We stopped watching Doctor Who

Midway through this week’s episode, Julie turned to me and asked, “Are you enjoying this? “ I was not, and we switched it off.

I used to just love that show, beginning with Christopher Eccleston in 2005, through the Matt Smith years. It was whimsical, and wonderful, and weird, and like nothing else I’ve ever seen. Over the years, I have collected half a dozen TARDISes, and Julie even had a very small TARDIS-blue tile installed in my shower, when we were remodeling the bathrooms. I have two Doctor Who T-shirts, and a sonic screwdriver.

But the Peter Capaldi years were uneven, although there were a few great episodes. In the Jodie Whittaker and Chris Chibnal years, there were more bad episodes, and fewer good ones. This current season is just confusing and uninteresting.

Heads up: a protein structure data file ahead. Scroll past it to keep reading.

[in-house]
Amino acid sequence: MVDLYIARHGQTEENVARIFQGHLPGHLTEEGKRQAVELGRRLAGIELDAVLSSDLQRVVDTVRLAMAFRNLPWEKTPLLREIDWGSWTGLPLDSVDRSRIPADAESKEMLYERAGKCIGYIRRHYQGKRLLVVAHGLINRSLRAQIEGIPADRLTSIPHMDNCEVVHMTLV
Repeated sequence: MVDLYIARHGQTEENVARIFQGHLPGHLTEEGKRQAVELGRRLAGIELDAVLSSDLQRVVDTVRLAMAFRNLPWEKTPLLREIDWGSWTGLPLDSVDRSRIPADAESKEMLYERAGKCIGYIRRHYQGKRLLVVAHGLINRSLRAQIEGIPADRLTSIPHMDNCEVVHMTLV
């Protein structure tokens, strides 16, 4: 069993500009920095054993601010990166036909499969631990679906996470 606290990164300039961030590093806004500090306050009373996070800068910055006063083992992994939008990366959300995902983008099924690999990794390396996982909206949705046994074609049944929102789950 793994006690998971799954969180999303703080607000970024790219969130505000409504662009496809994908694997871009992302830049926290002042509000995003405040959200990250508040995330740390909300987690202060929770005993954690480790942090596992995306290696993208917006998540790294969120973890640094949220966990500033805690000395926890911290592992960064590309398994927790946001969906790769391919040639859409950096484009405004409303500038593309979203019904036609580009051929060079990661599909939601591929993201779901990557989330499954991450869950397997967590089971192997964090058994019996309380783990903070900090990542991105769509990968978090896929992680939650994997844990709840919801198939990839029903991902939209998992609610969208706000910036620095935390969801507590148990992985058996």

Russell Davies is supposedly coming back in about a year and a half or two years. I will give the show another try then.

Why otherwise sensible people become anti-vaxxers

Johnson & Johnson covered up the fact that its baby powder contained cancer-causing carcinogens.

The company was a main driver of the opiod addiction epidemic, and now its lawyers are successfully fighting legal culpability.

And Johnson & Johnson produces one of the three leading US covid vaccines.

I’m vaccinated. I’m boosted. I support vaccine mandates. But Johnson & Johnson’s behavior is why otherwise sensible people become anti-vaxxers.

We don’t need to restore people’s trust in public institutions. We need to make public institutions trustworthy.